It’s been one of those days. When you got up this morning, you had a job. Now, just a few hours later, you don’t anymore. While you’re figuring out your next steps, here’s something else to consider: your tax status has just changed quite a bit, and there are a number of tax-related issues you’ll need to address. Here are seven important tax tips for when you’ve just lost a job:
1. Realize you still have to file and pay taxes!
The last thing you want to think about is the possibility of paying out money when you just lost your primary source of income. But not filing and paying taxes after losing a job will lead to costly fees and potential legal trouble. So take a deep breath, face the music and don’t forget to file on time.
2. Determine what you may owe taxes on already
Your former employer likely withheld taxes from your regular paychecks, but that may not be the case with other income related to job loss. Severance pay and family leave pay are taxable, for instance, and if they haven’t had withholding applied to them, you’ll need to pay that tax yourself. If you’re considering withdrawing funds from a company pension plan or 401(k), those withdrawals are taxable as well. Finally, unemployment compensation is taxable unless you fill out a withholding form. So immediately and in the short-term future, you may find yourself with some extra taxes to pay.
3. Look for helpful new tax credits
On the other hand, now that your income has decreased, you may be eligible for tax credits you couldn’t get before. The Earned Income Tax Credit can get you a refund based on income alone, and others like the Child Tax Credit, Child and Dependent Care Credit, Savers Credit, etc., can lower your declared income to reduce your tax burden.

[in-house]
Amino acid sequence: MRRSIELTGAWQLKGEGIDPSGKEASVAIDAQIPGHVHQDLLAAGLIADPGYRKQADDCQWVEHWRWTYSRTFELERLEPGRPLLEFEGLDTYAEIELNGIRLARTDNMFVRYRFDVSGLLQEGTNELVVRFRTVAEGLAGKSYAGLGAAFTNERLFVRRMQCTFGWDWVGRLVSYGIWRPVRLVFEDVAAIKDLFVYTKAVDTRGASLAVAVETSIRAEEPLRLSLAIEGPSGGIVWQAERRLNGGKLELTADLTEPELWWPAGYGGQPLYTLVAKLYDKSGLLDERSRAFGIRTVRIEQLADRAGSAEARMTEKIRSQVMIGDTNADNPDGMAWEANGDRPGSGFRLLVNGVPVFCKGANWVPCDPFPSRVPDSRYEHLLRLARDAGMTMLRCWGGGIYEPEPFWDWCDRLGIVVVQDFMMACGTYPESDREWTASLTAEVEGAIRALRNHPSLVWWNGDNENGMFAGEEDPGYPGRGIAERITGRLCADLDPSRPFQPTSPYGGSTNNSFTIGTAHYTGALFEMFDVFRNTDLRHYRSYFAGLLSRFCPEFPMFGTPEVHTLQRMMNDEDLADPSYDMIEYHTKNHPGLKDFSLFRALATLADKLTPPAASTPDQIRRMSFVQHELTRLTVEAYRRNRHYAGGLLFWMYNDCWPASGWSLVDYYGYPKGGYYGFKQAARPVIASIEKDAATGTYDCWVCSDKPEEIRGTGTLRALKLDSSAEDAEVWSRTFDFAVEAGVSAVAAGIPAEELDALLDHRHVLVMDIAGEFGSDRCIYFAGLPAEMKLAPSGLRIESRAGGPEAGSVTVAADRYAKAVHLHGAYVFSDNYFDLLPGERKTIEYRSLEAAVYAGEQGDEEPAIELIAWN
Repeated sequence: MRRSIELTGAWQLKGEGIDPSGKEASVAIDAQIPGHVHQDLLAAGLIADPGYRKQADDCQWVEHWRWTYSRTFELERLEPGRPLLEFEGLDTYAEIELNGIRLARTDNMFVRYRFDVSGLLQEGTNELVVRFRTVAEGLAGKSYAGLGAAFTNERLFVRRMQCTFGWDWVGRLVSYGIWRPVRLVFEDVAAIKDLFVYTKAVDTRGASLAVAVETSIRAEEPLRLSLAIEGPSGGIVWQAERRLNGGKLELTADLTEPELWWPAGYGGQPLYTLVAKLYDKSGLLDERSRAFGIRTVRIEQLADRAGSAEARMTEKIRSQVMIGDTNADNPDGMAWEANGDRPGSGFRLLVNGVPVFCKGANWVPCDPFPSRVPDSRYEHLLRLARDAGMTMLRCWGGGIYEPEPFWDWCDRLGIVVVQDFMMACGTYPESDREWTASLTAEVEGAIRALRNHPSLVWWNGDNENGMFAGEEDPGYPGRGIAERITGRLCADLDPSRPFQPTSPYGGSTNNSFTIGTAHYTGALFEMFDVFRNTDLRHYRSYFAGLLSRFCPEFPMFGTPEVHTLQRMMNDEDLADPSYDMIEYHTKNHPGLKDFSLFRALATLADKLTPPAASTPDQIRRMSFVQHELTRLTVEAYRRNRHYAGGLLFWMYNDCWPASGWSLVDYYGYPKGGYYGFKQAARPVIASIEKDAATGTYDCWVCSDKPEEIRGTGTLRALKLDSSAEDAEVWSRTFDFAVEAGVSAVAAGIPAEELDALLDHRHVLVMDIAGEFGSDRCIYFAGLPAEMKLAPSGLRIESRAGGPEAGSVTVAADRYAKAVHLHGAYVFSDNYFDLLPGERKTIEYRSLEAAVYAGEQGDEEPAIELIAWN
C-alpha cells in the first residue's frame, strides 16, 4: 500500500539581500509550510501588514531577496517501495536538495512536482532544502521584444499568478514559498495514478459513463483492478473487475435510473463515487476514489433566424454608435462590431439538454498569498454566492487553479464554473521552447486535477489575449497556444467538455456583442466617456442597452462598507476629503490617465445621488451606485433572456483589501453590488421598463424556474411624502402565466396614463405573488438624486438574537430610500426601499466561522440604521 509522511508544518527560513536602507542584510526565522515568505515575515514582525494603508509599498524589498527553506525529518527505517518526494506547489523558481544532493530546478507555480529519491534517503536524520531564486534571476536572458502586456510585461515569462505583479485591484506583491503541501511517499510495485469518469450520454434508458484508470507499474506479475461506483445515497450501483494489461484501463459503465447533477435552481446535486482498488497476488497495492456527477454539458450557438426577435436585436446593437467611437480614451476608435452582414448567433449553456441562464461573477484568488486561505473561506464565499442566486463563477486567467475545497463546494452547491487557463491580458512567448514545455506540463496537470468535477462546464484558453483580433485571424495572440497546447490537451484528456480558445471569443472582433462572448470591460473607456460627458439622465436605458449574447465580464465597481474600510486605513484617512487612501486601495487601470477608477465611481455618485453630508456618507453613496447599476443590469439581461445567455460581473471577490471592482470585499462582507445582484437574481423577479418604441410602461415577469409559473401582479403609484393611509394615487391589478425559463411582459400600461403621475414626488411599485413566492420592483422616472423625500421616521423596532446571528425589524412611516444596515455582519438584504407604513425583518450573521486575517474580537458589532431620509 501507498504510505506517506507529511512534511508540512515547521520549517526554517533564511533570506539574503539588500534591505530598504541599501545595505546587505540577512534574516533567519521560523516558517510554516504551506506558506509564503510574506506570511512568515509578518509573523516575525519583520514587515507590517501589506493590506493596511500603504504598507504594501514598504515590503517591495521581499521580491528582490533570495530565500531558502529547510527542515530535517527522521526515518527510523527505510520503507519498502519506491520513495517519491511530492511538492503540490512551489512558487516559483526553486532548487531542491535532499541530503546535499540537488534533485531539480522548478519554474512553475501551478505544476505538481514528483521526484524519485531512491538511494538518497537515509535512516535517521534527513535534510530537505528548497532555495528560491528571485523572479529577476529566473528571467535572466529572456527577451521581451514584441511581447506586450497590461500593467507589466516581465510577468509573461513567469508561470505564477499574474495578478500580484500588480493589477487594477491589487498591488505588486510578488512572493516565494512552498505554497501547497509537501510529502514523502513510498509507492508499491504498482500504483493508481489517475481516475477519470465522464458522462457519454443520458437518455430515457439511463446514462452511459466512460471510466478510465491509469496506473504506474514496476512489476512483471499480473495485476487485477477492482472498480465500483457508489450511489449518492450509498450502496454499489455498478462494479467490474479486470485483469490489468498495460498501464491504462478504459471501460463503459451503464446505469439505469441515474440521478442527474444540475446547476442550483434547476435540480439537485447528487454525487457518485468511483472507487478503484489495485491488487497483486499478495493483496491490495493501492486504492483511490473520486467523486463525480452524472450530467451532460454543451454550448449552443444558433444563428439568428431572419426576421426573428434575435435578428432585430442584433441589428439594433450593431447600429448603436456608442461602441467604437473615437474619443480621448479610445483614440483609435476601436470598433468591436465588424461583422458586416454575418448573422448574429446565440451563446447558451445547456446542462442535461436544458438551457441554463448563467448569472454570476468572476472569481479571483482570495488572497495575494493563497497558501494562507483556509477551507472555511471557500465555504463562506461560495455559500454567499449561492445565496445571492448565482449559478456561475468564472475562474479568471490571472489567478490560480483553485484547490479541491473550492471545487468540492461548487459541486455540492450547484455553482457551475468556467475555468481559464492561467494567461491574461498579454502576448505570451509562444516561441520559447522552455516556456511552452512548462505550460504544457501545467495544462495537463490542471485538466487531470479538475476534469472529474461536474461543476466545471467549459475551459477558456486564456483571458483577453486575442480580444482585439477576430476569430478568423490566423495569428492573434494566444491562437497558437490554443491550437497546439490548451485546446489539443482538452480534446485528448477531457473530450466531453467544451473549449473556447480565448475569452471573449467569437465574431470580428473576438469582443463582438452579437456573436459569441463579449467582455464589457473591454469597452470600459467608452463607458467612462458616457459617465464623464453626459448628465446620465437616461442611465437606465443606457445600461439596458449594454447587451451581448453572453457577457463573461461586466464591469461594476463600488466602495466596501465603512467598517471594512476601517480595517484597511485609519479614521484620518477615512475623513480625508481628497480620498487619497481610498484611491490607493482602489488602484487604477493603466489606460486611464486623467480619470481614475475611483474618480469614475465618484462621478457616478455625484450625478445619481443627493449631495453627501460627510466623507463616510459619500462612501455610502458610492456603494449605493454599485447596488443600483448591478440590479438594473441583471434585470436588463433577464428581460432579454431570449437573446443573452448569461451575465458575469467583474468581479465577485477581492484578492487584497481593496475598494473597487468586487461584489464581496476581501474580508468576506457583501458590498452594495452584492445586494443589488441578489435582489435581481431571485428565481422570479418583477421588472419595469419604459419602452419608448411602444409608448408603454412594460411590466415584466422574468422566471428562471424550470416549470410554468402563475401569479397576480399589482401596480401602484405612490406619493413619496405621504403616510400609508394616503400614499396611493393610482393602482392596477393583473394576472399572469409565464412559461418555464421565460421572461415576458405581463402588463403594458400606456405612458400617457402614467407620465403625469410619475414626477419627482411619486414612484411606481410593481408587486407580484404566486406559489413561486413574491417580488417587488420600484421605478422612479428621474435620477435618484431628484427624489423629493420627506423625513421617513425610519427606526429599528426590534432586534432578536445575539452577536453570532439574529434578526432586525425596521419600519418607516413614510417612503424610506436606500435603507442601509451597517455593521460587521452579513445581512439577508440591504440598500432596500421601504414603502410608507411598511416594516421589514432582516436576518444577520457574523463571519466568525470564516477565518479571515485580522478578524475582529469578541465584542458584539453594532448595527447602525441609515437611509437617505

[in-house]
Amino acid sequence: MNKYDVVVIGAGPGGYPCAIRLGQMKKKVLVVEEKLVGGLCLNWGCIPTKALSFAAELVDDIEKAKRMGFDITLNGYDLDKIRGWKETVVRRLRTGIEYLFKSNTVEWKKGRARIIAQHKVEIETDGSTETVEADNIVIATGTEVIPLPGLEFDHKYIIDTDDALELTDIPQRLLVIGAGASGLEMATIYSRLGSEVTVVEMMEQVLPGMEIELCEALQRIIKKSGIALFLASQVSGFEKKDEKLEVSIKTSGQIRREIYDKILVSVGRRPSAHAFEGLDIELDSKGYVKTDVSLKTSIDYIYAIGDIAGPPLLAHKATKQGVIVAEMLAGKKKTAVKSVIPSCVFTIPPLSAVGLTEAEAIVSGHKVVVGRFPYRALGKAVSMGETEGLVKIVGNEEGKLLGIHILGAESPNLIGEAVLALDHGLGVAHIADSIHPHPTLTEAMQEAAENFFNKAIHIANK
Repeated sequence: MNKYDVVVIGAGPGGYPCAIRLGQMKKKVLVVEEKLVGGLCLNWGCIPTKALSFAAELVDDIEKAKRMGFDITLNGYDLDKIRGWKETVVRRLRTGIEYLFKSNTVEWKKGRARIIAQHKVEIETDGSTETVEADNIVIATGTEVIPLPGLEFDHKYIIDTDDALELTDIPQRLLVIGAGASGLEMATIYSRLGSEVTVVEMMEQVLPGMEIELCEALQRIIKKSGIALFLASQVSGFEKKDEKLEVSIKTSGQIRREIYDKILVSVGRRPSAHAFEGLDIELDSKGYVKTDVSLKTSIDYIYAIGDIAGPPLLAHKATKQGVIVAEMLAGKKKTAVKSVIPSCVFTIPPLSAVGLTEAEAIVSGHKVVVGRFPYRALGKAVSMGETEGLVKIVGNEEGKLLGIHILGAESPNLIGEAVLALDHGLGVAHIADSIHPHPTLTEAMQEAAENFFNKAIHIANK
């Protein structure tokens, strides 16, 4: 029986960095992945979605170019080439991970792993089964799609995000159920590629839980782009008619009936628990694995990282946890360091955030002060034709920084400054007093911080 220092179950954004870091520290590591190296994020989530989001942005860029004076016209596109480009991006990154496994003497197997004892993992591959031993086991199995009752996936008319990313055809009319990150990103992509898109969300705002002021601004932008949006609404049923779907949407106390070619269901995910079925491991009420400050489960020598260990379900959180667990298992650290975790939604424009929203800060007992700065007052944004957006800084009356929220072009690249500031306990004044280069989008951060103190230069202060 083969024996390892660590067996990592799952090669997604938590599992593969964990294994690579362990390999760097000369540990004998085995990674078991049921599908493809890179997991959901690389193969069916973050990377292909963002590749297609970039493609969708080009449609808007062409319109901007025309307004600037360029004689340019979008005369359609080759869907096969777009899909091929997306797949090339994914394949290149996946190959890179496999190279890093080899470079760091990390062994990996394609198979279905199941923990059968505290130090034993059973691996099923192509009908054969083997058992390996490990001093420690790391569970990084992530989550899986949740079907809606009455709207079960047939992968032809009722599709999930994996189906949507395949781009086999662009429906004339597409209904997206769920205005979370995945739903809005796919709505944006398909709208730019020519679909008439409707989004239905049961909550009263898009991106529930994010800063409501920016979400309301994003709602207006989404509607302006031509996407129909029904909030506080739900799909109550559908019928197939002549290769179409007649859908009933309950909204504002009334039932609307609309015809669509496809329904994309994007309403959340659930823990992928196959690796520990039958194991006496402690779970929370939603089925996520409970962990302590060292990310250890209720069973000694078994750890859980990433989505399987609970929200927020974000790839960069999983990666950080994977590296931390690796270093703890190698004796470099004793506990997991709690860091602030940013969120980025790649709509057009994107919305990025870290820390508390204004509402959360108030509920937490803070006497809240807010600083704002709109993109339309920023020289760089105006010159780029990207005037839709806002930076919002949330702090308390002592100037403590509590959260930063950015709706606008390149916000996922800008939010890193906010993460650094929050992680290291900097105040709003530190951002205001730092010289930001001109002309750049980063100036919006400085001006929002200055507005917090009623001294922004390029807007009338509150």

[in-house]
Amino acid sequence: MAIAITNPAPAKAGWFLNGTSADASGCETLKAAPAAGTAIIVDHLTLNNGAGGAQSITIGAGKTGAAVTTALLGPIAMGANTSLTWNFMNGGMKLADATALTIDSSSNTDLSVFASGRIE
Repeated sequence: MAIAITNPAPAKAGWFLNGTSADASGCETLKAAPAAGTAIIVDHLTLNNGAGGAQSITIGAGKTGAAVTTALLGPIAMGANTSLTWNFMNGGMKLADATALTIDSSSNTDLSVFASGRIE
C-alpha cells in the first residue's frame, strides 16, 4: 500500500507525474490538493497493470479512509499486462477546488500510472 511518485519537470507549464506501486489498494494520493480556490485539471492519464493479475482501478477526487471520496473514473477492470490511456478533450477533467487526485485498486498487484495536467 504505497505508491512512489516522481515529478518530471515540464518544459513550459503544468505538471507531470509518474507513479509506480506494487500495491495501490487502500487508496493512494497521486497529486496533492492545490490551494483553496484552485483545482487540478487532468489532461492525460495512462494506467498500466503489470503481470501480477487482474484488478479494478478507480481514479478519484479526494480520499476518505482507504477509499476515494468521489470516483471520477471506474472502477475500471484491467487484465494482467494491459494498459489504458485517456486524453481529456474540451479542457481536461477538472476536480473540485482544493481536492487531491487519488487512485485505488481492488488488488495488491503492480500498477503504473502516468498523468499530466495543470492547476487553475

4. Deduct your job search
Up to 2% of your gross income can be deducted in job search expenses, and if you’re unemployed, that’s 2% of not much at all. So anytime you print copies of your resume, buy or clean work clothes for interviews, or travel for your job search, keep your receipts and deduct those expenses when you file.
5. Deduct medical expenses, if applicable
This step works a lot like the previous step. Medical expenses over 7.5% of your gross income are tax-deductible, and 7.5% of not much is still not much. Even if you don’t have any major expenses, deducting the costs of doctor visits and prescription medication can add up.
6. Look into self-employment taxes
Not everyone is lucky enough to walk out of one job right into another. Chances are you may need to do some 1099 work to tide you over. If so, get familiar with the Schedule C and Form SE forms to include business expenses and self-employment income in your tax return.
7. Get the help you need
Clearly this situation is a major shift in many ways, including in how you’ll file your taxes. If you need help figuring out the best tax solutions, you’re not alone. Accounting firms and accounting software can help, and you may be able to deduct their costs as a business expense.
Dealing with taxes after a sudden job loss may not be easy, but with a little foresight it can at least be straightforward—and hopefully will get you a bit of money to help see you through to the next job.